if your using a good ticket tracker (Such as Jira from Atlasian) and you've spent time entering all the different categories, user stories, urgency levels correctly and with the agreement of your team mates, then actually calculating these metrics (and more) are amazingly easy.
On a previous project, we used Jira to manage our bug/task/todo lists, and in the end it actually showed us that the biggest cause of delays and problems turned out to be inefficient management practices.
Strangely enough, when that information came out, we where suddenly told that we would no longer be using Jira, and that a new product would be brought in to replace it.
In the mean time, all requests for data to be passed through Jira had to be sent to the management team, and we had our direct access removed.
What wasn't noticed was that as part of the stats calculation, the dev team had Jira poking data to a web hook, and this web hook was used to pass data to an end point on some internal servers, where we had code that created these reports automatically.
We started monitoring the web hook, and found that even though we where told that Jira was no longer used, it remained very much alive for a considerable amount of time longer (6+ months to be exact) and the wholesale abuse by upper management was just plain rampant with incorrect use.
Of course, it doesn't have to be something as complex as Jira.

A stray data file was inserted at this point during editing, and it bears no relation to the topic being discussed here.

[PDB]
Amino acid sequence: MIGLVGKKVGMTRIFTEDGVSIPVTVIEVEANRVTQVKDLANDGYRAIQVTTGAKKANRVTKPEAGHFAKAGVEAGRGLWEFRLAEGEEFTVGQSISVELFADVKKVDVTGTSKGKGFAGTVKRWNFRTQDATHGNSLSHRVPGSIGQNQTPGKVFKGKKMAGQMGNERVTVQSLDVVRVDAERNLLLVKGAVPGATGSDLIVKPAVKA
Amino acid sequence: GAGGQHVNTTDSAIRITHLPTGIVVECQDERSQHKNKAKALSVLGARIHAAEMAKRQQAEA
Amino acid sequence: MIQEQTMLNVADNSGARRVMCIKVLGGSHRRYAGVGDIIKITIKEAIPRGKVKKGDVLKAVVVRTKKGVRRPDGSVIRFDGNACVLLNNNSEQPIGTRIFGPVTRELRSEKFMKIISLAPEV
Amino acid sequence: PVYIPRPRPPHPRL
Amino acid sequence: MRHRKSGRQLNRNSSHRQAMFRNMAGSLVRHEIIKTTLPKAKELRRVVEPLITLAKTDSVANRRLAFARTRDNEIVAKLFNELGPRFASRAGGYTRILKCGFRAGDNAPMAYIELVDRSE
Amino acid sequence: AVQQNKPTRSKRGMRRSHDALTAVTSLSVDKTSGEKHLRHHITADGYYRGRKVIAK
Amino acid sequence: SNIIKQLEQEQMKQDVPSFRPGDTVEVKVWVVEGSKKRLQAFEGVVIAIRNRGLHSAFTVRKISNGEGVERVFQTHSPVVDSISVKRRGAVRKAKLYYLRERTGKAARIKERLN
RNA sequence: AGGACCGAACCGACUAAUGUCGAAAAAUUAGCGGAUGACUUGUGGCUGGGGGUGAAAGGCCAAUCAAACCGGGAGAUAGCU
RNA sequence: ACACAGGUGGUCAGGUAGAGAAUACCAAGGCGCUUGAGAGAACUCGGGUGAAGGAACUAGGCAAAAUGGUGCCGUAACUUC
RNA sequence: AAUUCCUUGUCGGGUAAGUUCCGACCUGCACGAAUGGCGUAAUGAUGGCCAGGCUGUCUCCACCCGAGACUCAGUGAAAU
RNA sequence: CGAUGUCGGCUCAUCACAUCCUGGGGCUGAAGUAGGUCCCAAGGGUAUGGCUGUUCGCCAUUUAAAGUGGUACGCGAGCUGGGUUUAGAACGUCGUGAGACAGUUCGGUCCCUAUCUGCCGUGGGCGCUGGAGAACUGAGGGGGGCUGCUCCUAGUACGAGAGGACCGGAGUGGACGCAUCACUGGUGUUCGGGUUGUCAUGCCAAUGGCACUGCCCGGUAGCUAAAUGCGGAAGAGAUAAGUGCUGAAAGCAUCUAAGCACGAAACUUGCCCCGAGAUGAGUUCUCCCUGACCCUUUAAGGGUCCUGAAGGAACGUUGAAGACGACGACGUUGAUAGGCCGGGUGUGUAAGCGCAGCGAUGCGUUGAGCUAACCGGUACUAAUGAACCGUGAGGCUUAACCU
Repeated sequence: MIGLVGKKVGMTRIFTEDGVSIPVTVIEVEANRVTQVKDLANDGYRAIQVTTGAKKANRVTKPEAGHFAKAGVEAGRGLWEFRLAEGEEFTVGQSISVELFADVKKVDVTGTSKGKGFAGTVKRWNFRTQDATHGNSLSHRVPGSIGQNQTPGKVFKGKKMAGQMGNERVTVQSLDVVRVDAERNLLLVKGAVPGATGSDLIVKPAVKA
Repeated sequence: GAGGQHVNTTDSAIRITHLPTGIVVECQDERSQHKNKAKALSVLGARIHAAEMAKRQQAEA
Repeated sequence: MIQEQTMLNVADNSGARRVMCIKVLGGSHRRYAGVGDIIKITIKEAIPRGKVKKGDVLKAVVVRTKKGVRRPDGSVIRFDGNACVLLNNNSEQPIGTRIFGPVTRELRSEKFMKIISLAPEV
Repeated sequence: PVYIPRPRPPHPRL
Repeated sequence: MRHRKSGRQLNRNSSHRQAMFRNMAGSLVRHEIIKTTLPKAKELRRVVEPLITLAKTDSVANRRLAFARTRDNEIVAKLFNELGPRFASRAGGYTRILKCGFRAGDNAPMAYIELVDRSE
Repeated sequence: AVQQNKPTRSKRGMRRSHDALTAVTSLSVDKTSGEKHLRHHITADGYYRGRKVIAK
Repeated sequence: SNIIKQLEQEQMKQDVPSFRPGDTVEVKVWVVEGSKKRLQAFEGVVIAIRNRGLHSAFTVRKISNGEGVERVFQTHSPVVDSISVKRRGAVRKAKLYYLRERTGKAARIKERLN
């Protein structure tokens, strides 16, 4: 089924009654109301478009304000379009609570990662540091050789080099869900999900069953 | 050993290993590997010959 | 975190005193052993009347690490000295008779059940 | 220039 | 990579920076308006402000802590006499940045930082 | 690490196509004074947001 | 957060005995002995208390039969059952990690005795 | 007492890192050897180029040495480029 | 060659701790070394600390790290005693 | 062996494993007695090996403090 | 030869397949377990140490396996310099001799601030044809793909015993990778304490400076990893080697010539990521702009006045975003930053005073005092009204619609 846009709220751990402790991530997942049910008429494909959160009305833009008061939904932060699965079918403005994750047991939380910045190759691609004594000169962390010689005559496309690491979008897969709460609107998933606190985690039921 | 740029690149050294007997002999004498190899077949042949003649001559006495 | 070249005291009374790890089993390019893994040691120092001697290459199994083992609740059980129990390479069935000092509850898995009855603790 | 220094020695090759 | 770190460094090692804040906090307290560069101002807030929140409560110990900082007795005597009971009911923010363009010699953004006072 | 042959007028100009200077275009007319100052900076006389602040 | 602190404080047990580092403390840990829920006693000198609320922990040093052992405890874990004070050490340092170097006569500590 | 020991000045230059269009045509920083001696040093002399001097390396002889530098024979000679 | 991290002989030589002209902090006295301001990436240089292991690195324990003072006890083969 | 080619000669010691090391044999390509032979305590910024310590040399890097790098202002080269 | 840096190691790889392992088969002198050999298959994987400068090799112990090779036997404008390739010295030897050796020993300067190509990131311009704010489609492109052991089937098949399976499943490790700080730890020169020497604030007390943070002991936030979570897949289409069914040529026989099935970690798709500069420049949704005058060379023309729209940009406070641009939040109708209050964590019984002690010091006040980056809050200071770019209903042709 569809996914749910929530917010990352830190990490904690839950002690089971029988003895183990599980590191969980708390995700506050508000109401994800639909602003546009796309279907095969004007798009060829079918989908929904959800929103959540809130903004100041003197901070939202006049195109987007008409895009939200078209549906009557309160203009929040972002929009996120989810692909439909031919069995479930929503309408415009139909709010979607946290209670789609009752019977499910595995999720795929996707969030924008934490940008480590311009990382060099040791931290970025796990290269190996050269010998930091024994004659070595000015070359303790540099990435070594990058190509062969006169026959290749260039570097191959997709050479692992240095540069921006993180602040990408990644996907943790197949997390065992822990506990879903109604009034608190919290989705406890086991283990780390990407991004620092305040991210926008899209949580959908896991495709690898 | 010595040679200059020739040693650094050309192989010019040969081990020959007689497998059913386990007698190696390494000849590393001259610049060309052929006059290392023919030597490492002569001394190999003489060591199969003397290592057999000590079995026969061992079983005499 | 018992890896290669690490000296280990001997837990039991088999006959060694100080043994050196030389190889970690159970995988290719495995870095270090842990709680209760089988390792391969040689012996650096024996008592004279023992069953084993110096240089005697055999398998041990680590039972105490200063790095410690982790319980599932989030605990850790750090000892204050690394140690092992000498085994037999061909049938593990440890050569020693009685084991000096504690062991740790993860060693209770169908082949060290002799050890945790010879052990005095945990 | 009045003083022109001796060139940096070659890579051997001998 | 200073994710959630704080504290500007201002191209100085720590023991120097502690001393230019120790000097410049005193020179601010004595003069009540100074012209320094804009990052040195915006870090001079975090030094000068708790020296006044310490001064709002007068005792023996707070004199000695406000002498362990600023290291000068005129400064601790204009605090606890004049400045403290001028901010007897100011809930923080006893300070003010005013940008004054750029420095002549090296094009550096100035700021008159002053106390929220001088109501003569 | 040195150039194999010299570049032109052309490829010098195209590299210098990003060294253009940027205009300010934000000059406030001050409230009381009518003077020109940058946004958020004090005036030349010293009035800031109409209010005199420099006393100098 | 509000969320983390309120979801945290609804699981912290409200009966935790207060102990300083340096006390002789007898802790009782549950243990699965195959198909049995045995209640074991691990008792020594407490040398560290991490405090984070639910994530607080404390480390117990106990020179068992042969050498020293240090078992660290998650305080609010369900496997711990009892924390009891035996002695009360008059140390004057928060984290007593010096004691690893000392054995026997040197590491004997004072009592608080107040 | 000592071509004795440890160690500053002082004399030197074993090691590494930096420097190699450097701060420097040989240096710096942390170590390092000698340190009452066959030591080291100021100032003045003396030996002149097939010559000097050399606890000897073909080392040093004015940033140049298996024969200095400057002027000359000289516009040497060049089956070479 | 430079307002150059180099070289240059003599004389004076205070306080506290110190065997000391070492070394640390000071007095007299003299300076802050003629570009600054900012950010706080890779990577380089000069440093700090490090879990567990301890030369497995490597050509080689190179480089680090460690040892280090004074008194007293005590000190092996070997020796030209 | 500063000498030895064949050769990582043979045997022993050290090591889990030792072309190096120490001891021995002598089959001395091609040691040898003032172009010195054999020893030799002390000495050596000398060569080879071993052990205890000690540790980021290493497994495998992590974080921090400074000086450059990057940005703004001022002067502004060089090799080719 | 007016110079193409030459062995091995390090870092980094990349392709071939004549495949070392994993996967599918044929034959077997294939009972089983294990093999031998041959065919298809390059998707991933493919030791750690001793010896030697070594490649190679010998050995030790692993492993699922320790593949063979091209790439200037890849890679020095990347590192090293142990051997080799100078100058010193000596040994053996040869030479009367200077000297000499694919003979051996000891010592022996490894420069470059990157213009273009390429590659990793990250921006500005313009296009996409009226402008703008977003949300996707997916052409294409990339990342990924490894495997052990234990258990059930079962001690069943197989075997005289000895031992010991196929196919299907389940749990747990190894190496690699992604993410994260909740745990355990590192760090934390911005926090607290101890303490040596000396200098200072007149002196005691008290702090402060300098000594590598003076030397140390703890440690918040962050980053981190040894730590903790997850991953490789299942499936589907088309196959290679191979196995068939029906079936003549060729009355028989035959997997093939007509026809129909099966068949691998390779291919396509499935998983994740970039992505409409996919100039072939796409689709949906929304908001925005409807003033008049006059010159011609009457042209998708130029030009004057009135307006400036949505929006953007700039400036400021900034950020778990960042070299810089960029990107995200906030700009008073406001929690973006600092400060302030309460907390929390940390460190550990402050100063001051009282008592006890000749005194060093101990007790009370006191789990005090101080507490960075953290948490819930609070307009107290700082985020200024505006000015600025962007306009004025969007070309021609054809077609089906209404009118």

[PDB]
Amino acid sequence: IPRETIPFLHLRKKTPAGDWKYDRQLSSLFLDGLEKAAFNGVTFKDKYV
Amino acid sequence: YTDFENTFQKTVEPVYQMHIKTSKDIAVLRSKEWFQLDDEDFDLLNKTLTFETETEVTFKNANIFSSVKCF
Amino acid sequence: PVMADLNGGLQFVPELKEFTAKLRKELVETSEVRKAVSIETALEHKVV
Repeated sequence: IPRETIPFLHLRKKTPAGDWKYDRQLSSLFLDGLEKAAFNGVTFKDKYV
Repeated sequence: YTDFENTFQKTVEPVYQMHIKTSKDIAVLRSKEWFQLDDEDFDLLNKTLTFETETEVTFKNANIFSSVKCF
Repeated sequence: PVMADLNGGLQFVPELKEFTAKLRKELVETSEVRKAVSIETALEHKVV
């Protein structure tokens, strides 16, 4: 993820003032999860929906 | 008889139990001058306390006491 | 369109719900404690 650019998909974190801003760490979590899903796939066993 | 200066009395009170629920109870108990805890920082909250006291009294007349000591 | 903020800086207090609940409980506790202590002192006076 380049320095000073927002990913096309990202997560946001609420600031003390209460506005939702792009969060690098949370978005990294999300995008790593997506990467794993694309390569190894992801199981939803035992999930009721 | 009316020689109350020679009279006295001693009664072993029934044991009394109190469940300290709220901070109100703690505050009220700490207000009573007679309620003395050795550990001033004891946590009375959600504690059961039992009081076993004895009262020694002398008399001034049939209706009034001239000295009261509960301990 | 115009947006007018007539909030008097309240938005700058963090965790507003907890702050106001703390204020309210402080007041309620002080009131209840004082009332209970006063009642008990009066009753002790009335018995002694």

If you want a low yield solution, you could use a google-docs spread sheet, and the GDocs notification API, to track tasks/tickets/bugs/feature requests etc.
GDocs itself can now issue web-hooks and all sorts of things.
Couple that with Git and/or Github and some hooks that trigger when code is committed to your repository, and you've got a reasonably efficient home brew system, that can record a surprising amount of data.
In general however, out of 100% of a products natural lifetime, the split between greenfield dev and maintenance is generally 20/80, most of the cost in the ALM (Application Lifetime Management) cycle is taken up on maintenance and support costs.
There's no such thing as spending too much time fixing bugs, beacuse it's simply not possible to write bug-free code.
Good testing and continuous integration policies will reduce the deficiet , but you'll never completely eradicate it.
Anyone who believes otherwise (IMHO) doesn't have enough knowledge to make an acurate judgment, or is blind (The more usual case) to just how difficult it actually is to write software.
If your manager is up for it, and some of them are, then you might want to suggest that he shadows you for a day, so he can see exactly what you do and how you do it.
Iv'e worked in a few companies where this kind of work was actively encouraged, with upper level staff shadowing lower level staff, and vice-versa, it can be a really, really good learning experience for both involved parties.